Chronic Lymphocytic Leukemia (CLL) is the most common form of adult leukemia and is incurable with currently available therapies. One promising form of treatment has been antibody therapy, where CLL cells are targeted by anti-CD20 antibodies such as rituximab and ofatumumab. This has led to significant improvements in survival, especially in combination with other therapies, but complete remissions are still relatively rare. Monocytes and macrophages are critical mediators of antibody therapy, and this depends upon Fc? receptor (Fc?R) activity. We have found that activation of these Fc?R leads to production of sFlt-1, a soluble, inhibitory form of the VEGF receptor. sFlt-1 can inhibit VEGF signaling, which has been shown to play a major role in CLL cell survival. These results led us to hypothesize that Fc?R-mediated sFlt-1 production can dampen anti- apoptotic signals in CLL cells, and that this accounts for a significant portion of antibody-mediated antitumor effects. Hence, strengthening monocyte / macrophage sFlt-1 production within the context of antibody therapy may be a powerful means of enhancing its effectiveness. To test the predictions of this hypothesis we propose:
Aim 1 : Analysis of sFlt-1 production and function in response to anti-CD20. Here, we will a) identify the cells primarily responsible for sFlt-1 production upon binding anti-CD20 antibodies, examine the effect of sFlt-1 on CLL cell survival, and study the mechanism(s) by which VEGF-mediated survival in tumor cells is inhibited. We will also b) examine whether sFlt-1 production by monocytes makes CLL cells more susceptible to direct apoptosis in response to agents in use preclinically and clinically for the treatment of CLL.
Aim 2 : Analysis of sFlt-1 production and function in antibody treatment in vivo. We will use established murine models of CLL to a) test whether sFlt-1 is produced during antibody-mediated B cell depletion using a murine CD20 antibody, b) identify relevant Fc?R-bearing effector cell(s) responsible for sFlt-1 production, c) test whether neutralizing sFlt-1 reduces the efficacy of anti-CD20 antibody in a murine CLL model, and d) Whether sFlt-1 levels in CLL patients receiving monotherapy with ofatumumab correlate with response and progression free survival.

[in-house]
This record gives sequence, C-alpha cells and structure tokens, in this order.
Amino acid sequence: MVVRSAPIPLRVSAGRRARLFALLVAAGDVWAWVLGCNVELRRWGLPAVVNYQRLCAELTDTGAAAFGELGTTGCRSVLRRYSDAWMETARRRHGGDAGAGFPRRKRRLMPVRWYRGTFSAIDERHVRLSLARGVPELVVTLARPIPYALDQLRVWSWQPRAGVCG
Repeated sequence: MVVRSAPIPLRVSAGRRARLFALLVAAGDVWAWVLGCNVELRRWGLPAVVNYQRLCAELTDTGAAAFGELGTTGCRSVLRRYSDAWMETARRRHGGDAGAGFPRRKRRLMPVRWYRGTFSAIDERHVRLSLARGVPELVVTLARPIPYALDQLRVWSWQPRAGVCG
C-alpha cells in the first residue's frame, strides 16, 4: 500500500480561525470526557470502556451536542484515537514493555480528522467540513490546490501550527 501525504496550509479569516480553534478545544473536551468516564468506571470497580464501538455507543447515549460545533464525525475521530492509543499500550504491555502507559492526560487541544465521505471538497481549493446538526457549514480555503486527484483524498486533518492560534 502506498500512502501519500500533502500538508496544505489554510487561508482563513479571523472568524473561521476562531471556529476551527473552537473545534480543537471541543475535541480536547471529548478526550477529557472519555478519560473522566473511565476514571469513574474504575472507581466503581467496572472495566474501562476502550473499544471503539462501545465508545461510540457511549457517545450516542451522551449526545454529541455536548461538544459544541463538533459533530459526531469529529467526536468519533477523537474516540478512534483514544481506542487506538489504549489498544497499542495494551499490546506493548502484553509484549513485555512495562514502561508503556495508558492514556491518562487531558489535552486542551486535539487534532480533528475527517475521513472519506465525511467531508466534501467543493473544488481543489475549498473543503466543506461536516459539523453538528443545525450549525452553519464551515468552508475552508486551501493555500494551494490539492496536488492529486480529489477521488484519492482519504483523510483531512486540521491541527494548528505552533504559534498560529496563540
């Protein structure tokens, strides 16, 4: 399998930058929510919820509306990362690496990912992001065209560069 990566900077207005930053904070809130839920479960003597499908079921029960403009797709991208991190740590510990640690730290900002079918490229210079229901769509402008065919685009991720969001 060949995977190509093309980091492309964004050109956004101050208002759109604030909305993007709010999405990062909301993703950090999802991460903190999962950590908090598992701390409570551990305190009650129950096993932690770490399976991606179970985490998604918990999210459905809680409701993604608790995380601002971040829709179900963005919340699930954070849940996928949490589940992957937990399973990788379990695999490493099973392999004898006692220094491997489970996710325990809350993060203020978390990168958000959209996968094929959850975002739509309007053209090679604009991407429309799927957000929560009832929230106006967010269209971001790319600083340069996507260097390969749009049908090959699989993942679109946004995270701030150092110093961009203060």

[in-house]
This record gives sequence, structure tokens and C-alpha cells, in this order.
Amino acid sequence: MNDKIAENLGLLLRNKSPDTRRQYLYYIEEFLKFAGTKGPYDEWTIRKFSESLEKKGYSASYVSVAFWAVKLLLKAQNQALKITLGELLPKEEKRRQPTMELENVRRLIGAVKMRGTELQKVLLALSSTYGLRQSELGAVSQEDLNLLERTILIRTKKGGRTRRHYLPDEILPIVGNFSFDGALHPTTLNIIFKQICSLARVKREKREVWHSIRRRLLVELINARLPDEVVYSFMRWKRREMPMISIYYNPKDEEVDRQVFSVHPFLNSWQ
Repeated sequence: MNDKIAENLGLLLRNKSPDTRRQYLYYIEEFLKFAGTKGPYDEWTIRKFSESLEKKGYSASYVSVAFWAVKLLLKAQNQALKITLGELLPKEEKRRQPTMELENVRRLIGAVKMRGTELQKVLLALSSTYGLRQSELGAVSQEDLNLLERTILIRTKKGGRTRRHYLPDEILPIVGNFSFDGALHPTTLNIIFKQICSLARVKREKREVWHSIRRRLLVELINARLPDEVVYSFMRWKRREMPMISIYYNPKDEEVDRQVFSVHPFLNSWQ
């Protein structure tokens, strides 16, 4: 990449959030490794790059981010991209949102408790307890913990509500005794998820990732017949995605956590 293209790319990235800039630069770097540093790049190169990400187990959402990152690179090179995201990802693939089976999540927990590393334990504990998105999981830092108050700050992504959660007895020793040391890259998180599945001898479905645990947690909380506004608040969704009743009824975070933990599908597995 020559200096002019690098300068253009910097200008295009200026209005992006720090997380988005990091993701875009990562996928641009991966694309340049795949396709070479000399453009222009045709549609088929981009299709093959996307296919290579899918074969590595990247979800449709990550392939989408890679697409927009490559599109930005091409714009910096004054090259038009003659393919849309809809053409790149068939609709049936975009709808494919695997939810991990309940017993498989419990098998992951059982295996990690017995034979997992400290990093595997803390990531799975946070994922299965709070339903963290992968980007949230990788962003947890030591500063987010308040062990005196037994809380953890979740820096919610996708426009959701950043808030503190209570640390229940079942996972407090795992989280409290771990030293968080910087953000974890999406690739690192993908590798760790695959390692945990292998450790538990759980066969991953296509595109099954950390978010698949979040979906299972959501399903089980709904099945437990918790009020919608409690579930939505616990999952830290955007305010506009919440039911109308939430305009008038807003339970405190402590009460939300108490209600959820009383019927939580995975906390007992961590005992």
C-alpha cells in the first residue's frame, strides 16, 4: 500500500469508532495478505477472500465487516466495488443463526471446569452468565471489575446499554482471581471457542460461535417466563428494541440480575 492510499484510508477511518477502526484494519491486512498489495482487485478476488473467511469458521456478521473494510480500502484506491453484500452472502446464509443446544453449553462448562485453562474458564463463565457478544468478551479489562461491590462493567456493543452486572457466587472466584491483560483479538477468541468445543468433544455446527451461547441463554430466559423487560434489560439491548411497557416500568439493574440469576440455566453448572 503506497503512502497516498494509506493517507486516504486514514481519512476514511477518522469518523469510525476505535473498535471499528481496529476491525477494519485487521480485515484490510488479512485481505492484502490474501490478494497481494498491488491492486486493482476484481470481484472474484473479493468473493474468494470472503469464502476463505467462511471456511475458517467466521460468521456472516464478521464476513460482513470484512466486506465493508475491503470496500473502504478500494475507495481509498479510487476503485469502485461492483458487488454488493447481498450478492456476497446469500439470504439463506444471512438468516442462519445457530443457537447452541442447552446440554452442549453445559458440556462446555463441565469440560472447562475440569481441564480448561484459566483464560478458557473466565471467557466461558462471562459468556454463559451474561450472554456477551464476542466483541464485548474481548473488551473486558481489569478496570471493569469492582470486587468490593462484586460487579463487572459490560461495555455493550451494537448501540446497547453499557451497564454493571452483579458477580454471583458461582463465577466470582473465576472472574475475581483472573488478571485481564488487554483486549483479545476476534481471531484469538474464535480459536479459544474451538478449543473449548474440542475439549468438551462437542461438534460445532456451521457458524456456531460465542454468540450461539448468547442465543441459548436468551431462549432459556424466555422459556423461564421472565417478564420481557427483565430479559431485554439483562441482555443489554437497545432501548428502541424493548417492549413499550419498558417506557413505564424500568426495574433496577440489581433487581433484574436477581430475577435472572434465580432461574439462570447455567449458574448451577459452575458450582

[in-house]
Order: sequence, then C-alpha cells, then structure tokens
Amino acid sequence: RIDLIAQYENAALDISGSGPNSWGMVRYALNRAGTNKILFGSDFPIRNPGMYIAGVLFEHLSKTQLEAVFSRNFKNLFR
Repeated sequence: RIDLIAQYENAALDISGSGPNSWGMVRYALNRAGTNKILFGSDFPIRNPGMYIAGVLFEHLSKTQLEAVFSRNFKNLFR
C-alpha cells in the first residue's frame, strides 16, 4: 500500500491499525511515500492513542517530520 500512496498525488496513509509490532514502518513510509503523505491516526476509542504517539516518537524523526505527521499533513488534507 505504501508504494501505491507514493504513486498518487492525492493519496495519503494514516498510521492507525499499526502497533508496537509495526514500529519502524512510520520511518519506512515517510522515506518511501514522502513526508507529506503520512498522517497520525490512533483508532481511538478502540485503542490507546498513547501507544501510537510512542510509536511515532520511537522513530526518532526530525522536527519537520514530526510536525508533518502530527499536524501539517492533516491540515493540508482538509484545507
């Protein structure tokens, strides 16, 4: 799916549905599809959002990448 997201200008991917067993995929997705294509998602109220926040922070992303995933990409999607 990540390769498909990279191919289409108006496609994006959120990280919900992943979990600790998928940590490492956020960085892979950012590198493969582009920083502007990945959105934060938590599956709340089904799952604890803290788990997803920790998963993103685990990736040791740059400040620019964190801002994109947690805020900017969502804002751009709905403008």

Aim 3 : Elucidation of mechanism of sFlt-1 induction by Fc?R clustering. Here, we will determine a) which activating Fc?R is responsible for sFlt-1 induction and whether this induction is negatively regulated by Fc?RIIb and SHIP, b) whether Fc?R-induced sFlt-1 production is a direct or indirect effect, and c) the signaling pathway(s) involved in sFlt-1 induction. Summary: At completion of this study we will have fully explored an entire new mechanism of anti-CD20 mediated killing of tumor cells by monocytes and macrophages. These mechanistic studies will provide information to further enhance the efficacy of both anti-CD20 antibodies such as ofatumumab in CLL but potentially a wide variety of other tumors where similar antibody based treatments are utilized.

Public Health Relevance

We have found that monocytes and macrophages secrete the soluble form of the Vascular Endothelial Growth Factor Receptor (VEGFR1, sFlt-1) upon encountering antibody-coated targets, and this molecule is known to inhibit the pro-survival and angiogenic signaling of VEGF. Here, we propose to examine the mechanism(s) of antibody-mediated sFlt-1 production, to test whether sFlt-1 can enhance antibody-mediated killing, and to elucidate the role of sFlt-1 during antibody therapy in vivo. Because this is a completely unexplored area, results from this study will likely lead to novel ways of enhancing the effectiveness of antibody therapy for CLL, as well as for other forms of cancer.

National Institute of Health (NIH)
National Cancer Institute (NCI)
Research Project (R01)
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Cancer Immunopathology and Immunotherapy Study Section (CII)
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Howcroft, Thomas K
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Ohio State University
Internal Medicine/Medicine
Schools of Medicine
United States
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